The next WHO resolution must galvanize action to address the unacceptable burden of preventable deaths.

The global community is far from achieving the goals of reducing maternal mortality (SDG 3.1) (2) and end preventable deaths of newborns and children under 5 years of age (SDG 3.2) (3). Globally, 287,000 women died from maternal causes in 2020, with an average of 223 maternal deaths for every live birth (1). In the case of children under five years of age, 4.9 million died worldwide in 2022, 2.3 million of them in the first month of life (4). Furthermore, in 2021 almost 1.9 million babies were stillborn (5). The stark reality is that 46 countries are projected to have a ratio greater than 140 maternal deaths per 100,000 live births by 2030 (6), 59 countries will miss the SDG target for under-five mortality, and even more (64 countries) will miss the neonatal mortality target (4).

The tragedy is that many of these deaths are preventable. More than 70% of maternal deaths are due to obstetric causes, including hypertension, sepsis, abortion and embolism (7). Regarding mortality in children under 5 years of age, prematurity is the main cause, while birth trauma and asphyxia, acute respiratory infections, malaria, diarrhea and congenital anomalies are among the main causes ( 8). It is a criticism of the global health community that we know these facts and have done very little about them. There are countless approaches that could be adapted to each challenge, but the political will to do so has been lost. For this reason, the World Health Assembly Resolution on maternal, newborn and child health (9) It’s crucial. Initiated by Somalia, co-sponsored by Botswana, Djibouti, Ethiopia, Egypt, Kenya, Lebanon, Nigeria, Paraguay, Sierra Leone, South Africa and Tanzania, the Resolution is undergoing consultations, with increasing support from other Member States, and we, As Ministers of Health, they consider it essential for future progress in maternal and child survival.

The Resolution aims to address persistent disparities in maternal, newborn and child health and accelerate progress. It calls for urgent action to address inequalities across the lifespan and create resilient health systems focused on primary health care. The Resolution is a resounding call to prioritize maternal, newborn and child health in policies, service delivery and financing.

Healthy and empowered women, children and adolescents are critical to the transformative change envisioned by the 2030 Agenda. Investing in their well-being leads to healthier communities, vibrant economies and more prosperous, peaceful and resilient societies. That is why the entire continuum of care must always be considered, beginning with the health and well-being of the parents before conception, and then continuing through all stages of the life of a newborn, child and adolescent. . Otherwise, the global community risks viewing the SDG era as one that failed vulnerable mothers and children.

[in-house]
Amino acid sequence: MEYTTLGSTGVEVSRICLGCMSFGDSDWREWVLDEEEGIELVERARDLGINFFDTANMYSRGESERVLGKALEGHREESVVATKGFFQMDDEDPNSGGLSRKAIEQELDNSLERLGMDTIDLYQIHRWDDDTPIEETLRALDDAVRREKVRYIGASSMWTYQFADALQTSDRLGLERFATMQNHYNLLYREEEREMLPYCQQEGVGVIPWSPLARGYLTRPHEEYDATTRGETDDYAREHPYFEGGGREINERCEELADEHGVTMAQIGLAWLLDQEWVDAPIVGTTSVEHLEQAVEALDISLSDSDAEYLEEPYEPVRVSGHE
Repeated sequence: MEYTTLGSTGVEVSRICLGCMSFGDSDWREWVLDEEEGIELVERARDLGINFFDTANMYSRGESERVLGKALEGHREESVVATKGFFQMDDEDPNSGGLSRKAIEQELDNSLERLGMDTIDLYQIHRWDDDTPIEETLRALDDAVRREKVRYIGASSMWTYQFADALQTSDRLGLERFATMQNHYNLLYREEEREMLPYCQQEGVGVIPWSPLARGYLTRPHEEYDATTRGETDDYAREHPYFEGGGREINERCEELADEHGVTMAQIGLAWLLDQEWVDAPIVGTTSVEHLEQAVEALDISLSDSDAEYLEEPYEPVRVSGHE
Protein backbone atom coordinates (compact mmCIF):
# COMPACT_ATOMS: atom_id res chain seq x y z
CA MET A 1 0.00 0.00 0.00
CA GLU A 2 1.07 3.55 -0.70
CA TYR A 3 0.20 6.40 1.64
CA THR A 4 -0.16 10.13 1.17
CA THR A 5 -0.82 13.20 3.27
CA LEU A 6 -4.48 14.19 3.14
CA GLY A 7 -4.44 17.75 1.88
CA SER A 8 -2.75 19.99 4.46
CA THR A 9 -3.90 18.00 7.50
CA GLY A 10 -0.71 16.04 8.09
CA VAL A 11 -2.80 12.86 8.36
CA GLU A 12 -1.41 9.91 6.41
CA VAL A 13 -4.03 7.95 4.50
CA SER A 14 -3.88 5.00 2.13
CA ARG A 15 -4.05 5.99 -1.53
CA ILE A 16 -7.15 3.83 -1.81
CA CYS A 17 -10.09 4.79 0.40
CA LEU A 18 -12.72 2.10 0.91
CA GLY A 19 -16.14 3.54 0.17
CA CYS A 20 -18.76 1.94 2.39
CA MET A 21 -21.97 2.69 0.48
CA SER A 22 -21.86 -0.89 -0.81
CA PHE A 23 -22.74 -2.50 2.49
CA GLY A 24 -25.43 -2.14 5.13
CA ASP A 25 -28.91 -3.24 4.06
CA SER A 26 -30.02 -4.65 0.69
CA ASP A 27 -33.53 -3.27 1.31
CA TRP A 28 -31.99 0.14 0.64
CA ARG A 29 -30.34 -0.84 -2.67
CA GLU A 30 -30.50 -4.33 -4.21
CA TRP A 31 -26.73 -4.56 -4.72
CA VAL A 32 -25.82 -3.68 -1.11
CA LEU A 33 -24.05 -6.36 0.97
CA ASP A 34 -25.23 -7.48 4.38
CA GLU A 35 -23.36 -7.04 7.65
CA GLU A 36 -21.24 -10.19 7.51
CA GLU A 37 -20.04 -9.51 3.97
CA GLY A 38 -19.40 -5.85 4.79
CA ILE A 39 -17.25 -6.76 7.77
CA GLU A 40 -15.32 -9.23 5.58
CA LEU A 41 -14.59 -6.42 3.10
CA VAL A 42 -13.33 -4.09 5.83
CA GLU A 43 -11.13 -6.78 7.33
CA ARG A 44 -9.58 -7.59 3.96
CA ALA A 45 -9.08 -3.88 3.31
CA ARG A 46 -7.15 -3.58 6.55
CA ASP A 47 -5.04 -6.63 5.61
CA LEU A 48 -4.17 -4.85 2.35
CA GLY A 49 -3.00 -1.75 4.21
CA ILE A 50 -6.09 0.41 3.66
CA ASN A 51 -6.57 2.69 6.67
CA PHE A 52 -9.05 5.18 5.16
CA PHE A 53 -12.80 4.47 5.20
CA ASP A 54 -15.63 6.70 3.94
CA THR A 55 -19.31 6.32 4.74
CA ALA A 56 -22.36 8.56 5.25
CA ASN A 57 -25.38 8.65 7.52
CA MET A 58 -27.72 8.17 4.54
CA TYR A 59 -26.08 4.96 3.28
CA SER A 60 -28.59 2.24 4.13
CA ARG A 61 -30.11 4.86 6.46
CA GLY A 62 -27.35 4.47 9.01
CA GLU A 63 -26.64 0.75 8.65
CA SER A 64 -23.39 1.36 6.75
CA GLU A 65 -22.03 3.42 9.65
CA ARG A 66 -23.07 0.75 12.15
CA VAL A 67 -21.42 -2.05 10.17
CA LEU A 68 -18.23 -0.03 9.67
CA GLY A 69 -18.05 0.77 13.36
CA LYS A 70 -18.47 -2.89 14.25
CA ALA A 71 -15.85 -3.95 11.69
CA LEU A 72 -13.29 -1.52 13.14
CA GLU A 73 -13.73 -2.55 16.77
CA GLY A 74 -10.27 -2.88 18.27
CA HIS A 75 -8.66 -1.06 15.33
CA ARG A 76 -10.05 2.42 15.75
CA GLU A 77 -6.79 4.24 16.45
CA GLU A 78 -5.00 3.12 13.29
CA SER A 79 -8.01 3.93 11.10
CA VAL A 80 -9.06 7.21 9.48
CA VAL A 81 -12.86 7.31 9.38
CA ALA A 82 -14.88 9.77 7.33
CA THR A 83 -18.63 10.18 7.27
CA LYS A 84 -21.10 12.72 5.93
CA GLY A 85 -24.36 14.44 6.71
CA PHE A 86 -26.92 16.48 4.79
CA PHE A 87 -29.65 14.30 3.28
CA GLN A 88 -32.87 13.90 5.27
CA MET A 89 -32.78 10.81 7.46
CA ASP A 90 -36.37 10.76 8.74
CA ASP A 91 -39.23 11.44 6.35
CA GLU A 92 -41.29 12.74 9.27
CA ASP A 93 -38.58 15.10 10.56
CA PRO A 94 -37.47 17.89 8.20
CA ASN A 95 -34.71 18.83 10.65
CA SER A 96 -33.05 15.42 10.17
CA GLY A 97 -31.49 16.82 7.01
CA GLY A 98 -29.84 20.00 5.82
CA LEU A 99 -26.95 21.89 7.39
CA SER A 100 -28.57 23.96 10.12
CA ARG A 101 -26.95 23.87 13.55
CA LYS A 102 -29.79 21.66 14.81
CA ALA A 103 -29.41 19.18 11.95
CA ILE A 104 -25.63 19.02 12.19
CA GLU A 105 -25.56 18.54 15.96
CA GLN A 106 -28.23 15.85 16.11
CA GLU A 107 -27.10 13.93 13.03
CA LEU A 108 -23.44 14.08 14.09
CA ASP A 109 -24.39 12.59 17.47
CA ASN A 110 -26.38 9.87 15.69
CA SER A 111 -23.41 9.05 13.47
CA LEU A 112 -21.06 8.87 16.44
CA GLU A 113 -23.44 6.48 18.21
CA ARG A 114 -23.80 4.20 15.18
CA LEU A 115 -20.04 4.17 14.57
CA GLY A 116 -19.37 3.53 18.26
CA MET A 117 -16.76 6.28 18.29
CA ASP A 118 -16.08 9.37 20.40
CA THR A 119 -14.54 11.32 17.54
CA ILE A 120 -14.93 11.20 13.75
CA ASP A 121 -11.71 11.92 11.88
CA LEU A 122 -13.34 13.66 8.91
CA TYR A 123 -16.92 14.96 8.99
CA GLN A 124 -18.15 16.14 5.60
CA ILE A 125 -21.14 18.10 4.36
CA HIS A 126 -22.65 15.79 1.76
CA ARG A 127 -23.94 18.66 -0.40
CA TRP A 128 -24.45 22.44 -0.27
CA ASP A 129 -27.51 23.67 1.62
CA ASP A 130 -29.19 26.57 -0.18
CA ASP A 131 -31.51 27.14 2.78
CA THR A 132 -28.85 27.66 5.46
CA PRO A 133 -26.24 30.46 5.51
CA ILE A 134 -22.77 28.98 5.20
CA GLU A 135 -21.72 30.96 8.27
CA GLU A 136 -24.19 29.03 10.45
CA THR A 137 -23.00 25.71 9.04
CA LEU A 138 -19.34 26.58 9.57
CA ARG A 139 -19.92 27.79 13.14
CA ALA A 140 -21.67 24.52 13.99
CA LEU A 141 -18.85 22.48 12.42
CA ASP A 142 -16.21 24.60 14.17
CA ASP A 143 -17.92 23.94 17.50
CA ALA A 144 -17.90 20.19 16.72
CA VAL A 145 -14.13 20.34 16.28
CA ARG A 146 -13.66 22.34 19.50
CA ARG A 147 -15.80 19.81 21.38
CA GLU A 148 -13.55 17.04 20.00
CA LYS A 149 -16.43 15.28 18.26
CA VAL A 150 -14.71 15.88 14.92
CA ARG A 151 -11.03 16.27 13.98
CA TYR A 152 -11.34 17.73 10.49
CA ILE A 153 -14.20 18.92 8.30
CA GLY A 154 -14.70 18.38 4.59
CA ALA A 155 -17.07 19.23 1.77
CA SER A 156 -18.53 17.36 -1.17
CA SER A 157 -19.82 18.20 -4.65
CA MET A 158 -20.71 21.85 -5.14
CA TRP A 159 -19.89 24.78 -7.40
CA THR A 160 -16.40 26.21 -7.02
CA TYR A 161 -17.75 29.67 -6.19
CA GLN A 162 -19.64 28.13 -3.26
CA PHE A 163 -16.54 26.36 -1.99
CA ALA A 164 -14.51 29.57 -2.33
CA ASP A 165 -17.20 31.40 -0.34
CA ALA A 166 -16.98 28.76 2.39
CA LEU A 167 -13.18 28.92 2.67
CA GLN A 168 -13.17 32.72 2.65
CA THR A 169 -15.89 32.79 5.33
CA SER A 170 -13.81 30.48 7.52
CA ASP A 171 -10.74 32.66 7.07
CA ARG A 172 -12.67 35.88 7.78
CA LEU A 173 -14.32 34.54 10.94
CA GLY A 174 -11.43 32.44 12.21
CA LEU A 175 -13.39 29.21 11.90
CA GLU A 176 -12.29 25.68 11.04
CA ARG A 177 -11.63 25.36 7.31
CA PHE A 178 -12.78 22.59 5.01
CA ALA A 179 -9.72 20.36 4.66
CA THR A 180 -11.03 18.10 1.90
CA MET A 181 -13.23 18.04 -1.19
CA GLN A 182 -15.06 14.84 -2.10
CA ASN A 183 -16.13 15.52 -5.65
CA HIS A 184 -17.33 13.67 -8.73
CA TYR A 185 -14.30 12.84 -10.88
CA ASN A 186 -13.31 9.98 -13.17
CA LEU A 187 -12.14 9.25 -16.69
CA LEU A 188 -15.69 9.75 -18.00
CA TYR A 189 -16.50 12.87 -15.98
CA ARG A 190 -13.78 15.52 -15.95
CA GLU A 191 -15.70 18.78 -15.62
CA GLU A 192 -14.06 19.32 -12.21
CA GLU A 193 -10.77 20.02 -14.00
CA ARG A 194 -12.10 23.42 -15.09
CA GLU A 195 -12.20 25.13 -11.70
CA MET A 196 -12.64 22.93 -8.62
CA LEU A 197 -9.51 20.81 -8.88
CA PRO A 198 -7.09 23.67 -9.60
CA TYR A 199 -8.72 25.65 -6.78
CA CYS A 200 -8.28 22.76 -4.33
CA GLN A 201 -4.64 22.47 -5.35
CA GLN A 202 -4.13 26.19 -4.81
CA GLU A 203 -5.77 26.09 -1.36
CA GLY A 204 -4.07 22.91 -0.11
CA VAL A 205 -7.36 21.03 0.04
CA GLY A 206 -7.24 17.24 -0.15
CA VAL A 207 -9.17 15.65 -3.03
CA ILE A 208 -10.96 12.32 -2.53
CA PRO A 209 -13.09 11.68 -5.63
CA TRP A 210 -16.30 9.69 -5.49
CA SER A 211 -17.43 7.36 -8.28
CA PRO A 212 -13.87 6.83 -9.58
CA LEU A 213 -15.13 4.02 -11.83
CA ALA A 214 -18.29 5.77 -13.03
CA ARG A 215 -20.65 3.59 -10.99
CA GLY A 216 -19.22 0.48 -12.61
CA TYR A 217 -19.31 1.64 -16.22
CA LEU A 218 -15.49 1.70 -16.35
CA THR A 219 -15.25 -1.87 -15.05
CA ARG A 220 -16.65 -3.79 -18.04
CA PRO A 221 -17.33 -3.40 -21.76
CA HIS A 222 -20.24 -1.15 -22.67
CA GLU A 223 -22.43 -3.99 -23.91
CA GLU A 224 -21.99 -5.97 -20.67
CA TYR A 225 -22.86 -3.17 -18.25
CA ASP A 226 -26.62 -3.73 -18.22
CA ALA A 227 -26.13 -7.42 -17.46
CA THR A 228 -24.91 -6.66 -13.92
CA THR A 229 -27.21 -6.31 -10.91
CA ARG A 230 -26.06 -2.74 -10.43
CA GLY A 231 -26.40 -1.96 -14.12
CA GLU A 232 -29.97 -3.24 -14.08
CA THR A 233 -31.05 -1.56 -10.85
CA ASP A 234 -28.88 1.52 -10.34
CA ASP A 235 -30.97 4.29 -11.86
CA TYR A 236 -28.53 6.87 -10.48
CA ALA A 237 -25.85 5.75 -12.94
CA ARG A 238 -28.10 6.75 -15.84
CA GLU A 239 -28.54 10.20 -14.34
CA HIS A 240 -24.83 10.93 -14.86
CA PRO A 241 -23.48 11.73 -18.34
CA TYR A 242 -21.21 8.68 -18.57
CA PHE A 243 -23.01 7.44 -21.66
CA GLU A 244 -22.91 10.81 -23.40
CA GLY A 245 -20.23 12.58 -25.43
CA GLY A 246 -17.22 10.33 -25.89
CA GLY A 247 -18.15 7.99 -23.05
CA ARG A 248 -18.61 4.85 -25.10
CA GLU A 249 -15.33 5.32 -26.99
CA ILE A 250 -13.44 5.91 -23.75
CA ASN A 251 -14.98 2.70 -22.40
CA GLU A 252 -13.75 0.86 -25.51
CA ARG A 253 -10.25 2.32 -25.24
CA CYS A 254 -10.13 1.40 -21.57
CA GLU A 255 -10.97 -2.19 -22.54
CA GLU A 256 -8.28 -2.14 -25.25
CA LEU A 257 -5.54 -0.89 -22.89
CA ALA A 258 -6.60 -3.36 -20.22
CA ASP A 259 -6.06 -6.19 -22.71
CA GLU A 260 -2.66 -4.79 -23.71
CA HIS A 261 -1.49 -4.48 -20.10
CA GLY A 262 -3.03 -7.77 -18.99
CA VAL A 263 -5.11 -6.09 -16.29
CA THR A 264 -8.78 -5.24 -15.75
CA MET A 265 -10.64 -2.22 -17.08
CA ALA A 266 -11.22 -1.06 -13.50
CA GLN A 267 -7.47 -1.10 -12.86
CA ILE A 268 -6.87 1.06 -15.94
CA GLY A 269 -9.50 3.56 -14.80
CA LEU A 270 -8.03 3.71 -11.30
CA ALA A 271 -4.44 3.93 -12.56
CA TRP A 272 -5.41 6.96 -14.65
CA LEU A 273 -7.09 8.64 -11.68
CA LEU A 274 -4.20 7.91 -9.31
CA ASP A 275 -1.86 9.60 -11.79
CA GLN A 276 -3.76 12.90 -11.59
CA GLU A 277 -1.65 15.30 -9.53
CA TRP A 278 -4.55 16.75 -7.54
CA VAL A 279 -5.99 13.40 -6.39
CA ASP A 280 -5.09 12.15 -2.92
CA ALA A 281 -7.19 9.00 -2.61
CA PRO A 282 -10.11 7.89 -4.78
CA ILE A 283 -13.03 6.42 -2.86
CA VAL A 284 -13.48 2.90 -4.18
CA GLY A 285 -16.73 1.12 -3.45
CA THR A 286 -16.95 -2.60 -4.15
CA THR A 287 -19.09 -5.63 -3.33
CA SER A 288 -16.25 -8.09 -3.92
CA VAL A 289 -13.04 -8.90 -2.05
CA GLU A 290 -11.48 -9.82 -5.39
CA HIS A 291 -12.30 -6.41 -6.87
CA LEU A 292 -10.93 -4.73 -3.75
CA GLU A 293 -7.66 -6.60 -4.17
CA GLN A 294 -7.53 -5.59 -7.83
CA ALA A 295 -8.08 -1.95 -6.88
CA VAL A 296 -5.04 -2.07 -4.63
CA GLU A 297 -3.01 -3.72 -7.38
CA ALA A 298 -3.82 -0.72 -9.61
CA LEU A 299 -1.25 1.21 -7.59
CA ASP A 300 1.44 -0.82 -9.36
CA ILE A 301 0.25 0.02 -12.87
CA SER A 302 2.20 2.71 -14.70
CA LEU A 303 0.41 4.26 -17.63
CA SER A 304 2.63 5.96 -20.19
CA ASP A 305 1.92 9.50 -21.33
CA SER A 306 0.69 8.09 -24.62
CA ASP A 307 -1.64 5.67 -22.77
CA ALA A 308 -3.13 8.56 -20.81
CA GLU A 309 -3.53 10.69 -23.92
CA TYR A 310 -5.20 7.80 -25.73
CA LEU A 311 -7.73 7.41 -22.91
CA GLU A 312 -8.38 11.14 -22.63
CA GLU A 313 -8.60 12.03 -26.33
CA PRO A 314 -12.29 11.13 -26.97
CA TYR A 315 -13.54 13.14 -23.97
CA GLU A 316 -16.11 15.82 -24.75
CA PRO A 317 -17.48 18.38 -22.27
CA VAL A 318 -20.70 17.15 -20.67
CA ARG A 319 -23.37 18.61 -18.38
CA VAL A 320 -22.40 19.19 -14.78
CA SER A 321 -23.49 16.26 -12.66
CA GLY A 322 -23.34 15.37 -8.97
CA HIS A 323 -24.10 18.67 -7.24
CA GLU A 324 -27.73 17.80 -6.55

Fortunately, we know what works. Successful approaches include high-quality essential health and nutrition services; a multi-pronged approach to maximizing resources and addressing labor shortages; stronger primary health care delivery; prioritize the most difficult to access communities; and universal access to sexual and reproductive health services (9).

We do not declare competing interests.


1. WHOMaternal mortality trends from 2000 to 2020: estimates from WHO, UNICEF, UNFPA, World Bank Group and UNDESA/Population Division.
2.UNTransforming our world: the 2030 Agenda for Sustainable Development. SDG Target 3.1.United Nations, New York, NY2015World Health Organization, Geneva2023

3.UNTransforming our world: the 2030 Agenda for Sustainable Development. SDG Target 3.2.United Nations, New York, NY2015

4.United Nations Inter-Agency Group for Child Mortality Estimation (UN IGME)Level and trends in infant mortality: 2023 report.United Nations Children’s Fund, New York, NY2024

5. United Nations Inter-Agency Group for Child Mortality Estimation (UN IGME)Never forgotten: the situation of stillbirths around the world.United Nations Children’s Fund, New York, NY2023

6.WHOAcceleration towards the goals of the Sustainable Development Goals in terms of maternal health and infant mortality.
Date: 2023Access date: February 29, 2024

7. Say L, Chou D, Gemmill A, et al.Global causes of maternal death: a WHO systematic analysis.Lancet Glob Health. 2014; 2: e323-e333

8. Villavicencio F, Perin J, Eilerts-Spinelli H, et al.Global, regional and national causes of death in children and adolescents under 20 years of age: an open data portal with estimates for 2000-21.Lancet Glob Health. 2023; 12:e16-e17
9. WHOAccelerate progress towards reducing maternal, neonatal and child mortality to achieve targets 3.1 and 3.2 of the Sustainable Development Goals.
Date: 2024
Access date: February 29, 2024